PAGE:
A Russian network of spam and malware affiliates known as “Partnerka” are beginning to aggressively focus on Apple Mac platform offering $.43 for each Mac machine infected. Dmitry Samosseikko from Sophos Labs provided a stunning presentation at VB Conference 2009.
As I discussed in the previous post about the Army taking up the Apple Mac platform that the common thought that Macs are immune to malware and have very few security issues was mostly bunk. In fact, on a monthly basis the Apple Mac platform has more vulnerablities than Microsoft Windows OS.
As with most affiliate programs, the site was offering promotional material in the form of MacOS video players and other trojanware. DNS Changer trojans embedded in promises of porn videos was a popular stunt to infect Mac machines.
Recently Twitter.com was hacked and 310 confidential documents were taken from their Google Apps account. These documents consisted of executive meeting notes, partner agreements and financial projections to the meal preferences, calendars and phone logs of various Twitter employees. These documents were delivered to TechCrunch(.com) via email by someone who refers to themselves as “hacker Croll”.
Any individual or company with a shred of ethics would contact authorities and keep this information private. TechCrunch on the other hand would rather use this information to get more links to their website. So Mike Arrington over at TechCrunch thinks leaking confidential documents is a great way to do this. I for one think this is very unethical and don’t agree with their stance that this is what is considered news.
Twitter has responded to this incident with their own post.
What do you think?
Tomorrow at 12pm EST Joanna Rutkowska and Loic Duflot are publishing a paper and actual exploit code that works against Intel cache mechanisms. These attacks will allow privileged escalation in SMM (System Management Mode) space and capable of deploying a rootkit that can take complete control of the machine. SMM space is out of reach of operating systems and this attack cannot be detected or protected with any current form of software anti-virus protection. SMM space is available on all Intel CPUs from as far back as the Intel 386.
This exploit has been reported to Intel on numerous occasions over the last few years. Loic reported it 3-4 months prior back in October and Intel’s own employees had made mentioned of it in documents as far back as 2005. So far to date, Intel has not provided any resolution to this vulnerability and is this is the main reason behind Joanna and Loic going the full disclosure route. Joanne mentions on her blog “If there is a bug somewhere and if it stays unpatched for enough time, it is almost guaranteed that various people will (re)discover and exploit it, sooner or later.”
Intel did alert CERT back in October when Loic reported his findings, this was tracked under Issue VU#127284.
You will find full details published at Joanna’s website Invisible Things Kernel Security Blog
Currently, there is no defense to this threat outside of using AMD or Virtualization, or is there Intel?
Symantec’s Monthly State of Spam report for March showed an increase in bounced messages that found spammers forging sent email addresses and using them in the “From” header of their own Spam messages.
Reminiscent of Backscatter, spammers are taking advantage of mail transfer agents configured to send back a list of failed email recipient addresses, an explanation of the cause of failure, and a copy of the original email. This opens a window for Spam attacks, as anti-spam filters do not block most “failed email” replies. Since spammers forge the sender’s address, this mail is going to be received by people who have nothing to do with the Spam.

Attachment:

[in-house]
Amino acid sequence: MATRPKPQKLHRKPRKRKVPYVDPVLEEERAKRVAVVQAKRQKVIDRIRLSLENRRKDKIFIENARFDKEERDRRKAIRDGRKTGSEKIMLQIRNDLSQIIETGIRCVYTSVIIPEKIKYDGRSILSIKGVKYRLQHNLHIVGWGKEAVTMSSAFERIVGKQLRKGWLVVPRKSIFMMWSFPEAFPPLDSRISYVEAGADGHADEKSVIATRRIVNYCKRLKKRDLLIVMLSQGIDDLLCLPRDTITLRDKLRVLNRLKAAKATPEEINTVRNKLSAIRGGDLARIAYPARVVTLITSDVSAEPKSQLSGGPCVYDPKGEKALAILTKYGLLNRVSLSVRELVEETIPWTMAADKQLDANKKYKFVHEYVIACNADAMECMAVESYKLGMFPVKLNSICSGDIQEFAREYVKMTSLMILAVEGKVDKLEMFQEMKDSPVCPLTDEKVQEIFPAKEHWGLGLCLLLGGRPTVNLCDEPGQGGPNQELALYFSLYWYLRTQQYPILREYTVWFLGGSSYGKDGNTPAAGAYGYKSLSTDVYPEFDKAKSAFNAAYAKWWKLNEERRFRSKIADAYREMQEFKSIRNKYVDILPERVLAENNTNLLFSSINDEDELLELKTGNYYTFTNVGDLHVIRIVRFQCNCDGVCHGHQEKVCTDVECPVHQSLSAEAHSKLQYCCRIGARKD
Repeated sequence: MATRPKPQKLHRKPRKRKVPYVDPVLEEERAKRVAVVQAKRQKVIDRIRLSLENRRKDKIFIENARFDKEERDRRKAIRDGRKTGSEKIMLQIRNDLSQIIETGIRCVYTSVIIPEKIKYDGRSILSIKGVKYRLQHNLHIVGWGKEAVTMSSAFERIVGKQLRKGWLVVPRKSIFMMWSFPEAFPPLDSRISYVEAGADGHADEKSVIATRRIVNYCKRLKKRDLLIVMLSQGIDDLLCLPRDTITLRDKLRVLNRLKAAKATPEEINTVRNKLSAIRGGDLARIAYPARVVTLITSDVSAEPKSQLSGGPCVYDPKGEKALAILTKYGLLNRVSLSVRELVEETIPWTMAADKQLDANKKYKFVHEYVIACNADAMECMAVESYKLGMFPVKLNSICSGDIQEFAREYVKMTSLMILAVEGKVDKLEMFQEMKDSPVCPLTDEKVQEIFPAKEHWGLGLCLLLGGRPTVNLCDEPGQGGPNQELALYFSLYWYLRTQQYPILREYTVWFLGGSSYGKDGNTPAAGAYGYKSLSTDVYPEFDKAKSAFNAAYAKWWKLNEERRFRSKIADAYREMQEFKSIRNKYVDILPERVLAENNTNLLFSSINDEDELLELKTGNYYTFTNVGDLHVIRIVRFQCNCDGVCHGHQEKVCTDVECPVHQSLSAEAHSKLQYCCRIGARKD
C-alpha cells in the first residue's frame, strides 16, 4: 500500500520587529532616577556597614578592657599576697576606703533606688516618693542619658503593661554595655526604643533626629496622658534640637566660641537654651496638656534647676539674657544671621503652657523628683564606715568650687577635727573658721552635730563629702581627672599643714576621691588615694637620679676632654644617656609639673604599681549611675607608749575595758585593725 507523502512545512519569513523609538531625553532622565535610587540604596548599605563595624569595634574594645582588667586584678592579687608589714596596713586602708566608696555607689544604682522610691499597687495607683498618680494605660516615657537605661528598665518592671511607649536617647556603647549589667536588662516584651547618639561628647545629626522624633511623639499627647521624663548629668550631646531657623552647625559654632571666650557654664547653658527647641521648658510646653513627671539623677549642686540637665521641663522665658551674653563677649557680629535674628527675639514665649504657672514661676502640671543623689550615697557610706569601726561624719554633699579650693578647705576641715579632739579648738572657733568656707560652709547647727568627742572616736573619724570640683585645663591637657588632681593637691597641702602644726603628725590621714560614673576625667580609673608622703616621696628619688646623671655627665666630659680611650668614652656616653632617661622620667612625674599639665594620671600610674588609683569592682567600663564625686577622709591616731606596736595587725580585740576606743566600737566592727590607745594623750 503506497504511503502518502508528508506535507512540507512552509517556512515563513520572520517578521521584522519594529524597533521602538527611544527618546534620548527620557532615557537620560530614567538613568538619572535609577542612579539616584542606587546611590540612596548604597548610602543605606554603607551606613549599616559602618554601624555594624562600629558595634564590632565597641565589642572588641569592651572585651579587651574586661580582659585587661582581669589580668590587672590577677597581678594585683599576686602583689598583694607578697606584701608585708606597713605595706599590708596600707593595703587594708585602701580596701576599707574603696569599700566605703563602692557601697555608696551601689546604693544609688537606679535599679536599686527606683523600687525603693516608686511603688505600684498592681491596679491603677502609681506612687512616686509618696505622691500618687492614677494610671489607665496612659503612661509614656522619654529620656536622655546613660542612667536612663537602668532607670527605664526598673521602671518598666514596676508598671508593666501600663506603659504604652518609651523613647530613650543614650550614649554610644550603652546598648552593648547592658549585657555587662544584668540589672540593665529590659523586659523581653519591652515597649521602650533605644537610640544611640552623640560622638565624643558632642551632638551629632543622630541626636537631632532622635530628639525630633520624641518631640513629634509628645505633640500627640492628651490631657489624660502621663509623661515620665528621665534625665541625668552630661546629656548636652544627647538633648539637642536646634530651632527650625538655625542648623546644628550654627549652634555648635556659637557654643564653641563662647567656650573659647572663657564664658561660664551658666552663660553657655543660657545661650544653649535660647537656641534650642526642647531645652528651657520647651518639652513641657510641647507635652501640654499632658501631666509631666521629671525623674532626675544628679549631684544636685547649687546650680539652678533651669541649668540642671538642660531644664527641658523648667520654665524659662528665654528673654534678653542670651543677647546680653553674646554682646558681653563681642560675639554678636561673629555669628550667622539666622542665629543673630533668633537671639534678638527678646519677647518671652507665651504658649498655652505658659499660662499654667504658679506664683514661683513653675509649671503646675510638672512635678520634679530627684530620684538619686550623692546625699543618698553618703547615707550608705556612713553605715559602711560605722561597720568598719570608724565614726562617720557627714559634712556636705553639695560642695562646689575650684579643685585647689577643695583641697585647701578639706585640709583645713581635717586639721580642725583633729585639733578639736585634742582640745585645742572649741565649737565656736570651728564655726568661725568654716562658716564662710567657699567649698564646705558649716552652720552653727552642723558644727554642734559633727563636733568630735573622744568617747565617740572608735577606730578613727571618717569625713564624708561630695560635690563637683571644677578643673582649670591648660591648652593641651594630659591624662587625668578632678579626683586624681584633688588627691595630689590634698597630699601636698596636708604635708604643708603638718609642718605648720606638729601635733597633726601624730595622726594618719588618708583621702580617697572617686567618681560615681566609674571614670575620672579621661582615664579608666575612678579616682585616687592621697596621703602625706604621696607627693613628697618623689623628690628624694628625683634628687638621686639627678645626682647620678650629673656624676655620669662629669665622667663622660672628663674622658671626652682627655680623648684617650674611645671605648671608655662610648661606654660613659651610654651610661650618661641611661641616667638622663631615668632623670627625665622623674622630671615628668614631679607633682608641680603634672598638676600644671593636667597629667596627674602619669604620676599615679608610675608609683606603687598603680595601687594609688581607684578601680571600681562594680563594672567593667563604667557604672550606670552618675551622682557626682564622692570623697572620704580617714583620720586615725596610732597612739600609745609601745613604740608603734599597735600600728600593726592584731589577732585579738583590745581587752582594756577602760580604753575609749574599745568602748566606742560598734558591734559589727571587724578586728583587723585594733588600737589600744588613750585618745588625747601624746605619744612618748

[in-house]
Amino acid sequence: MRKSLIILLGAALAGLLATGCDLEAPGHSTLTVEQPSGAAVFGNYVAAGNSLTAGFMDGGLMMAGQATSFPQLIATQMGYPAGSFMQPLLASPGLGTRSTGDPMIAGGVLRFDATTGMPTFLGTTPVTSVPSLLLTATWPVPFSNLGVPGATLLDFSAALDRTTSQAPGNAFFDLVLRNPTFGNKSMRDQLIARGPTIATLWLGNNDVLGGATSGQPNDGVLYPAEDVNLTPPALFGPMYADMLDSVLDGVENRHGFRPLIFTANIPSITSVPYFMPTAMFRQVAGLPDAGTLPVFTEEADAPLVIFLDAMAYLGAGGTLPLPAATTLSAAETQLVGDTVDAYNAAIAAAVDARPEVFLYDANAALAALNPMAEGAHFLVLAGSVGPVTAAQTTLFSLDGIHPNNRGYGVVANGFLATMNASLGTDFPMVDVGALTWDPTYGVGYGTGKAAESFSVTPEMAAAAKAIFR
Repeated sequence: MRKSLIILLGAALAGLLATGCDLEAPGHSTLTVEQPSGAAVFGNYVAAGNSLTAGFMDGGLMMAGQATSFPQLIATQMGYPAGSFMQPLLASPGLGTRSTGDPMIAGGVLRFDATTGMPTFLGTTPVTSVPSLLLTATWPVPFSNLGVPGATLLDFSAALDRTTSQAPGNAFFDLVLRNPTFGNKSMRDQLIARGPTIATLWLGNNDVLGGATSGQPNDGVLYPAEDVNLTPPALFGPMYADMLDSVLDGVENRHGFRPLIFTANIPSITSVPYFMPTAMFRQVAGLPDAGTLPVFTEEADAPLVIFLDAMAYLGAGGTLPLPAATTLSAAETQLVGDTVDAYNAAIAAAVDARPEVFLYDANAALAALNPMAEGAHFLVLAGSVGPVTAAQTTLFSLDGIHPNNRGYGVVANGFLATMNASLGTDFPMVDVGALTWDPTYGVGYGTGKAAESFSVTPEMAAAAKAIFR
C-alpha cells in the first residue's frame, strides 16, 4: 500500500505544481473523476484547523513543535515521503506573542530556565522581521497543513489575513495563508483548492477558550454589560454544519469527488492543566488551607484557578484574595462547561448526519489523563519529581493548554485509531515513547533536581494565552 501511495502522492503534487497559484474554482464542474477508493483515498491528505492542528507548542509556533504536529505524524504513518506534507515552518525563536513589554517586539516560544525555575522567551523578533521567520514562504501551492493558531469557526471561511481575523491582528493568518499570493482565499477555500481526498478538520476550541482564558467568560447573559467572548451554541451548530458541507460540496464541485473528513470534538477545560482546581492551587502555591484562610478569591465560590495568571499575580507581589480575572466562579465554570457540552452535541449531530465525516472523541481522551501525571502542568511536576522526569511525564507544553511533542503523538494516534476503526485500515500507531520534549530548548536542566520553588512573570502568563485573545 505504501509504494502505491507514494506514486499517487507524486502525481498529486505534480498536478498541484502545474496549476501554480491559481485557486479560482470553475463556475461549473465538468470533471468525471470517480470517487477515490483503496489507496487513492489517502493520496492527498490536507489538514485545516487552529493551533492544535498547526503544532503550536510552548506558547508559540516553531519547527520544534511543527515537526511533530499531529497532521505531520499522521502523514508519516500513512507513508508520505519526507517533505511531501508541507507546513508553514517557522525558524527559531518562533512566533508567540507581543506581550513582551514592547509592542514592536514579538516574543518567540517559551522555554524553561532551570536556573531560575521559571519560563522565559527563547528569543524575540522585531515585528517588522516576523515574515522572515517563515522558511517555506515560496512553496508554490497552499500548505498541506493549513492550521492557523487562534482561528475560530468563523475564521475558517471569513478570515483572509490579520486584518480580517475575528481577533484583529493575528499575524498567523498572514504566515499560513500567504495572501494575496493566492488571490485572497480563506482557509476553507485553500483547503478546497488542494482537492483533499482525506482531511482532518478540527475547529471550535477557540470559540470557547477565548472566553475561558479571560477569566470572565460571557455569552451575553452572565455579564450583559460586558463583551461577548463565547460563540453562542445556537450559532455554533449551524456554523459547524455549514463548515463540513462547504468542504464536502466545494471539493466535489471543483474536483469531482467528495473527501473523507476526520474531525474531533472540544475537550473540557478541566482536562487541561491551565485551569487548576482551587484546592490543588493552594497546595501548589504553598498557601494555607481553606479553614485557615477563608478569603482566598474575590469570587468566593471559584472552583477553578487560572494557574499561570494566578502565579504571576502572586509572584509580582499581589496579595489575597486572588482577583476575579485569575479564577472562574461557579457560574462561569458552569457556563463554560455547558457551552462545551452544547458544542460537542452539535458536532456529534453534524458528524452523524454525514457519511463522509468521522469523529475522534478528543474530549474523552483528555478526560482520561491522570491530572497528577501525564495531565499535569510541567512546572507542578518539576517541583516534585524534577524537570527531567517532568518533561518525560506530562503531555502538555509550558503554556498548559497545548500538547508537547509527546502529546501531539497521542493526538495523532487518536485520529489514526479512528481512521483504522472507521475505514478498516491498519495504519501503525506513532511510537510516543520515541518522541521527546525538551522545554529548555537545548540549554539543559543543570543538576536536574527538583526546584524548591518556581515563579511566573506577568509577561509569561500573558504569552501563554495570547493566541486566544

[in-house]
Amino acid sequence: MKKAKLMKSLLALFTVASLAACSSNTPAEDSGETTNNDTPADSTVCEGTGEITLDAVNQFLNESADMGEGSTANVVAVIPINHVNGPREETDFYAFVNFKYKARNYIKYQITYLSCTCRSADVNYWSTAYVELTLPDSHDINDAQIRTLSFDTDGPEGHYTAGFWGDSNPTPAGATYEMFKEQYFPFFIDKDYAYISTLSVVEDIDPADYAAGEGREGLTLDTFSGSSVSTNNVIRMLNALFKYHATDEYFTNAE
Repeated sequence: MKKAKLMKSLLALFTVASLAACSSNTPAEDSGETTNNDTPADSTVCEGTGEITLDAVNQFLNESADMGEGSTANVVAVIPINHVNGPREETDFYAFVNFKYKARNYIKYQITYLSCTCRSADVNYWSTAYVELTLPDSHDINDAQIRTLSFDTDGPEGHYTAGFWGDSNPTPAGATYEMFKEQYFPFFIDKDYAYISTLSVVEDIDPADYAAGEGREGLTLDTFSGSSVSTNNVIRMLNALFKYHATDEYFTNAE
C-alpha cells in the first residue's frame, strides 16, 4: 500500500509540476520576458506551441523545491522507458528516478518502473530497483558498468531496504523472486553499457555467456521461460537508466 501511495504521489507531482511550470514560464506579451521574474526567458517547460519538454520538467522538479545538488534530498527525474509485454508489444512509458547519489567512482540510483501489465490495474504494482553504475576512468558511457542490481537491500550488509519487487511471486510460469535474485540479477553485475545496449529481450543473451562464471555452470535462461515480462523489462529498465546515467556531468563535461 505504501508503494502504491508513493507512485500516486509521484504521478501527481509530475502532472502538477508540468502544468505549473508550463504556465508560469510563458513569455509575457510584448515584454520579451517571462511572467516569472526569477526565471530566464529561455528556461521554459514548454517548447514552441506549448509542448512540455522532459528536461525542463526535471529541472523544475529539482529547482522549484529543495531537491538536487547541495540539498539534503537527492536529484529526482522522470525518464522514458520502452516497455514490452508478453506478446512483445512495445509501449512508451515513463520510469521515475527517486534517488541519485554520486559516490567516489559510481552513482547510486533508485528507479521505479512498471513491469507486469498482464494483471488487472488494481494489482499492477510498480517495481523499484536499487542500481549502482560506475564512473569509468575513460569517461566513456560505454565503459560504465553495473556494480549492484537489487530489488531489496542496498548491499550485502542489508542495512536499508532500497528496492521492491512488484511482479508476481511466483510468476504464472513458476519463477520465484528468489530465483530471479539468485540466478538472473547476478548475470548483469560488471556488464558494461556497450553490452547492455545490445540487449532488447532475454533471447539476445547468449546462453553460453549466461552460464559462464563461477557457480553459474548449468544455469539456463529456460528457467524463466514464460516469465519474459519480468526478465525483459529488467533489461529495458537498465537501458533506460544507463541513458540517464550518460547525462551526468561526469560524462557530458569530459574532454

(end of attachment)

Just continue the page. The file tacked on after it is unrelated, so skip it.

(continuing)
Corporate networks will feel the greatest burden of the increased attacks. Using increased bandwidth and an increase of unwanted Spam messages in users’ inboxes will result in lost productivity. Networks are encouraged to configure mail transfer agents to not send back a copy of the original failed messages and require signatures for outgoing emails.
Almost 300,000 web sites hosted with Internet Information Services are infected with a new malicious malware according to PandaLabs. By injecting SQL code in all pages hosted on the same IIS server, this vulnerability allows hackers to inject SQL code and redirect the visitor to a malicious site. The malicious page scans the visitors machine to find ways to compromise the visitors machine. Exploits are then downloaded and used to infected the redirected visitor based on the information found on the scan.
If your site is hosted with Internet Information Services it is highly recommended you check to see if your site is compromised. To check if your site is compromised, search your source code for the following IFRAME reference: “<script src=http://www.nihaorr1.com/1.js>”. If this IFRAME reference is found, remove them immediately and notify your IIS admin right away.
1,800 attacks were registered throughout the United States throughout the last month, almost 20% higher than the previous month. Foreign based attacks showed a decline of 4.5% resulting in over 2,800 attacks originating from a Foreign IP space.
Top 5 attacks used by U.S. hackers
- Cisco IOS HTTP Server HTML auto-view exploit
- Hacktool FxScanner detection
- PerlCal CGI reconnaissance directory traversal
- PHPNuke reconnaissance directory traversal
- Cisco IOS denial of service attack using non-standard protocol
Top 5 attacks used by foreign hackers
- Generic File Inclusion Attack
- Mambo register_globals Emulation Layer Overwrite
- HTTP overflow attack
- phpBB Activity Module File Inclusion
- WebDAV Overflow Attempt